A couple of hours after Hydrogen’s announcement, RED head honcho, Jim Jannard, took to his habitual REDUser platform to fill in some rather interesting details.
“So… very interesting day to say the least. I love some of the reactions,” Jannard typed to begin with. “In no particular order, let me take a few swings here.”
What followed was a brief post that attempted to put some flesh on the bones of what was a very adroit but also slightly short on detail press announcement.
To start with, he addressed the holographic display: its impact on those who see it and — and this is an important bit — that it is not lenticular.
“It is incredible. It is multi-view (4-view) as compared to stereo 3D (2-view). Watching shocked faces light up when people see it is really motivating. There is no good way to describe it until you see it. Hopefully, we will get some sceptics eyes on it soon… then they can tell you.
“Our display is technology you haven’t seen before. It is not lenticular, which is inferior tech in every way, has been tried many times before and failed for good reason. (see Amazon 3D Fire, LG Optimus, etc). Lenticular display dramatically lowers resolution, cannot be turned off for standard 2D content, only works in one direction (usually landscape), has color crosstalk… to name just a few issues. My bet is that other “big” companies will try to re-package lenticular 3D displays with eye-tracking in response to our program. Don’t fall for it.”
Hopefully, people will get to see this quite soon. If RED is serious about getting Hydrogen in people’s hands by the end of Q1 next year (even if it is only promising to ship units from Jannard’s own “personal first production batch” with scaled up production coming along afterwards) it only has eight months to get this thing up and running.
Could it leave it as late as CES or MWC next year? It could. Despite some of the interesting details such as the fact that Hydrogen is going to integrate somehow into the established RED camera ecosystem as a user interface and monitor (albeit at 5.7in a fairly small one) this definitely feels like a tilt at a new market for the company.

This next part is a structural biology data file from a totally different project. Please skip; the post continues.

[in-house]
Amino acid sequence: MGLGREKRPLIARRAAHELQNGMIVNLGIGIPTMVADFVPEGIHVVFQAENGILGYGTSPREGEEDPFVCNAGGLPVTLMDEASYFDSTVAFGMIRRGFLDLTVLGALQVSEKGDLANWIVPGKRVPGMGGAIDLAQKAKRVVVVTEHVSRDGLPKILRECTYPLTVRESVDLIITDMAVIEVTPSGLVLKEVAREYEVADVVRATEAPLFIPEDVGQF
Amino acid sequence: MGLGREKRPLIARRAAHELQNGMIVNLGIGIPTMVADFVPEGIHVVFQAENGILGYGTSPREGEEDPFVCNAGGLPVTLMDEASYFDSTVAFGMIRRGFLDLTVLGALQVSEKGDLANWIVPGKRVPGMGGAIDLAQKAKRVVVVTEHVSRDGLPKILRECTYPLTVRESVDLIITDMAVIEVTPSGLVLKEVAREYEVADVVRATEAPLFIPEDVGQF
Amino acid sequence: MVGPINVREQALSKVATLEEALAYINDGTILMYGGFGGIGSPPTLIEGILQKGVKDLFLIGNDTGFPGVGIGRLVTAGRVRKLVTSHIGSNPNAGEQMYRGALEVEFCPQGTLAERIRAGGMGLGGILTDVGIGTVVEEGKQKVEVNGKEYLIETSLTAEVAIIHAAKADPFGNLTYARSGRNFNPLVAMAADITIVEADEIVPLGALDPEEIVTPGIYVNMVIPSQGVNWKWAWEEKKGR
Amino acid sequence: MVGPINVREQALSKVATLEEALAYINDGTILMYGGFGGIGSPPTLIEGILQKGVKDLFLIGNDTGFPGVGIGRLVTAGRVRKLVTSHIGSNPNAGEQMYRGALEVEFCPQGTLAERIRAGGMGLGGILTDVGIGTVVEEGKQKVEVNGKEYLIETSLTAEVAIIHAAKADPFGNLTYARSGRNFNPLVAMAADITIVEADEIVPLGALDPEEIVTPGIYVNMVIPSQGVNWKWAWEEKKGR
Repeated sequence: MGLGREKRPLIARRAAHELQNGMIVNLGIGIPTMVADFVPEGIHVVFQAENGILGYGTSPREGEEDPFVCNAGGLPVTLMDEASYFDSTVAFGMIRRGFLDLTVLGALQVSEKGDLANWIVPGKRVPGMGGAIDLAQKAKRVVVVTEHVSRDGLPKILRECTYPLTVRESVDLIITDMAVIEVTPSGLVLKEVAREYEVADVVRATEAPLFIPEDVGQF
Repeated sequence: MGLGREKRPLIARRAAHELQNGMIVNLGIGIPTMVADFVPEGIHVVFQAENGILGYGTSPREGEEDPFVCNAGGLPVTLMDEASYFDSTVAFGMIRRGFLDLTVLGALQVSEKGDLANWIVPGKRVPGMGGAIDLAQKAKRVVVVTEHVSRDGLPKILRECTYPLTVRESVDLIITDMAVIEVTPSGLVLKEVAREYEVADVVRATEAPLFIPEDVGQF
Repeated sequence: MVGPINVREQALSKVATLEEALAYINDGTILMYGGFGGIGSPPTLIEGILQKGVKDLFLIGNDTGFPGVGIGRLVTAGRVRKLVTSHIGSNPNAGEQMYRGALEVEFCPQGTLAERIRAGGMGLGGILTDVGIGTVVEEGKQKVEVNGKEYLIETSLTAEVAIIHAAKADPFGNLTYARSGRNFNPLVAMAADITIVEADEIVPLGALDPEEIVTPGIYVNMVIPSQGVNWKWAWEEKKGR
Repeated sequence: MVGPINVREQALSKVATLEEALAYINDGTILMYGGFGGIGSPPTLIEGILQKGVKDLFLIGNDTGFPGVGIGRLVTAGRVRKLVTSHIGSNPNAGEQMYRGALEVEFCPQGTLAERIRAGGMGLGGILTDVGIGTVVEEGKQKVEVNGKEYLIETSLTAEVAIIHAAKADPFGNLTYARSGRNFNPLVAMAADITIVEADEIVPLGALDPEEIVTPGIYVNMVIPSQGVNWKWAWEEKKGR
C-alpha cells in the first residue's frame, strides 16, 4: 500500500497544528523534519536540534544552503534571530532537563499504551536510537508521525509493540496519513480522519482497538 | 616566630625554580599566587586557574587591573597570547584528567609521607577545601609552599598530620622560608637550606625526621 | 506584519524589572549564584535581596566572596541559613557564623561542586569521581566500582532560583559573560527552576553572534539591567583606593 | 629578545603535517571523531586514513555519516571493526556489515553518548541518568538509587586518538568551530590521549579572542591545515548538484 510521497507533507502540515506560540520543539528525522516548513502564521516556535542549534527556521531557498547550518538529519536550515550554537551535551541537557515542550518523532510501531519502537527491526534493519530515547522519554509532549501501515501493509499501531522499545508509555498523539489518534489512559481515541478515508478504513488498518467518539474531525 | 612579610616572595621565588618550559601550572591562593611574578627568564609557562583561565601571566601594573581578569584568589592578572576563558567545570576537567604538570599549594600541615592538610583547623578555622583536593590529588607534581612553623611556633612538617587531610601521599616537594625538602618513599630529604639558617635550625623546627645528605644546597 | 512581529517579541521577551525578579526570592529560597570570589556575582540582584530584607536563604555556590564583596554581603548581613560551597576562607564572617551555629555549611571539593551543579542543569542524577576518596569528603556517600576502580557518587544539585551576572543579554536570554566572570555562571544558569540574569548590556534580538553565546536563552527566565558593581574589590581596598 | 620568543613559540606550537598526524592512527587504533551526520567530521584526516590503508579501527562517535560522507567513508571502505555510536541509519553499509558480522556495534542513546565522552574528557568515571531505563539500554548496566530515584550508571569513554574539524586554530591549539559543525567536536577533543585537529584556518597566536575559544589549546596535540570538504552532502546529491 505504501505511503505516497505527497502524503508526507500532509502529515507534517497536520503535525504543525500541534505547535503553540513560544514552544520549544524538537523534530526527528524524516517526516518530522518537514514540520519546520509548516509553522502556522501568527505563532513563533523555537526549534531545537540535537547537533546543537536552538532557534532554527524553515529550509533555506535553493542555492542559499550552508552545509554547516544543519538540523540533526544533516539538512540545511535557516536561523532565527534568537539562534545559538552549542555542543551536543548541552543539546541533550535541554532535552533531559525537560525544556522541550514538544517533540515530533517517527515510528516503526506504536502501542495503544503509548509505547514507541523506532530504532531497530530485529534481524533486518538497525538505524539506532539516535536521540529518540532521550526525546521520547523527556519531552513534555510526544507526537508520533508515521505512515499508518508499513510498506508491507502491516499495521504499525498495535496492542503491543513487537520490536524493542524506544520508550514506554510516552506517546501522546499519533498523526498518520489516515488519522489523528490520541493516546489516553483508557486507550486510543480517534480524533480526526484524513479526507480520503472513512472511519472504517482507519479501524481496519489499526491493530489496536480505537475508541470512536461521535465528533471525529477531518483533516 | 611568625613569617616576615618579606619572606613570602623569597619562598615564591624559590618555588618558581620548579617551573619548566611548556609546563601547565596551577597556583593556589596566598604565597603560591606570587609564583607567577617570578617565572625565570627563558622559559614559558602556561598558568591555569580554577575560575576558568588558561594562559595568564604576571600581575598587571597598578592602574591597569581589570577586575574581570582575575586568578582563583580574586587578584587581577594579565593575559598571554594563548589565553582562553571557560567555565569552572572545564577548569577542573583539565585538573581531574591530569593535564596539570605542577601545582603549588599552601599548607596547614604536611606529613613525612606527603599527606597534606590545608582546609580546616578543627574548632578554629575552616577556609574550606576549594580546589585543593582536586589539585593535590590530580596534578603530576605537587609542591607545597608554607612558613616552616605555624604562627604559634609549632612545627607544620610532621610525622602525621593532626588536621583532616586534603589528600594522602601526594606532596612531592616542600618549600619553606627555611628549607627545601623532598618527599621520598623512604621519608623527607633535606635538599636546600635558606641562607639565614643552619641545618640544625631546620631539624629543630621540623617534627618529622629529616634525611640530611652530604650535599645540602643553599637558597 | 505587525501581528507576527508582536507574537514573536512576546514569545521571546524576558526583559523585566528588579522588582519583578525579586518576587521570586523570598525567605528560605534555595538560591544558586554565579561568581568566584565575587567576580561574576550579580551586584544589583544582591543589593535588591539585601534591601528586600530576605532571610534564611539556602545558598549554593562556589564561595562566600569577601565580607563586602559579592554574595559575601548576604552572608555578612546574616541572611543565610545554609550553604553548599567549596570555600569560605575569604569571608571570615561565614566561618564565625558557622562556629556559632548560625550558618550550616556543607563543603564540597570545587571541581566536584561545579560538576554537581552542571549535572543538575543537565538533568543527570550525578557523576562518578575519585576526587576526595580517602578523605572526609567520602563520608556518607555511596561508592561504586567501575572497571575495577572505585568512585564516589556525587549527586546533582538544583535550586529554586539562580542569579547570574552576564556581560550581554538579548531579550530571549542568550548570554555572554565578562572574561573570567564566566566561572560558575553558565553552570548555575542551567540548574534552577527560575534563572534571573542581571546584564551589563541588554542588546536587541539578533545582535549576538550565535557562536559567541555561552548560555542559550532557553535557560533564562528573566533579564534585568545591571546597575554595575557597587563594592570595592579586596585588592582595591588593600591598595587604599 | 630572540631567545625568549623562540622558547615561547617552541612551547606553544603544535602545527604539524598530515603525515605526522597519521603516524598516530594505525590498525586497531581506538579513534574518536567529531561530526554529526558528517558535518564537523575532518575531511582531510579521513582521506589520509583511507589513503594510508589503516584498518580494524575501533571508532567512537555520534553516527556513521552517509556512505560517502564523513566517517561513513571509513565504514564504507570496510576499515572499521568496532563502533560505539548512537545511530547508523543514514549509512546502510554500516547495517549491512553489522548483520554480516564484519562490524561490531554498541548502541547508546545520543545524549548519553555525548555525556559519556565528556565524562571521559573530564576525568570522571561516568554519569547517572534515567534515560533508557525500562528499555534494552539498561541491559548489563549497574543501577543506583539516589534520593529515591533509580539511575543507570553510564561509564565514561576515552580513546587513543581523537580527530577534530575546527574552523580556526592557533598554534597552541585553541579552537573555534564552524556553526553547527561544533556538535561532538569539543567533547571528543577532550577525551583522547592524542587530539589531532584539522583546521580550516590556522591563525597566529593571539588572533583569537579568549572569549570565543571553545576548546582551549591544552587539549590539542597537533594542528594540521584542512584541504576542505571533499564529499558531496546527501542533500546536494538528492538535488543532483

Jannard sort of confirmed this too.
“So why do we feel we can make a difference in the cellphone market? Because we are doing everything different and (we feel) better. That is the only way to enter a market. That was the thinking behind Oakley. It was the thinking when we released the RED ONE. Same formula. Make something significantly better and you have a reason to be.”
It’s a big market to go after with some very big fish — Apple and Samsung to name but two — swimming in its waters. So you have to be bringing something rather more to the party than simply a souped-up Android device.
Luckily, above and beyond the display, Jannard reckons that RED’s imaging heritage does just that
“It also comes with internal storage and an external micro SD card slot. And a headphone jack. A selfie camera and a back camera. These cameras will not produce cinema quality images. No cell phone does. What we will have is a modular system that adds image quality well beyond any other camera short of our professional cameras. Remember that we have a lot of elbow room on this front. Our Weapon Helium sensor scored 108 on DXOMark.com That beat the Sony A7RII by 10 full points.”
And that, for the moment, is that. Jannard says that RED will be releasing many more details and specs about the project as time goes along,
“Today we saw the full range from “complete trust” to “hard skepticism,” he concluded. “I have seen this before… many times actually. Makes me smile.”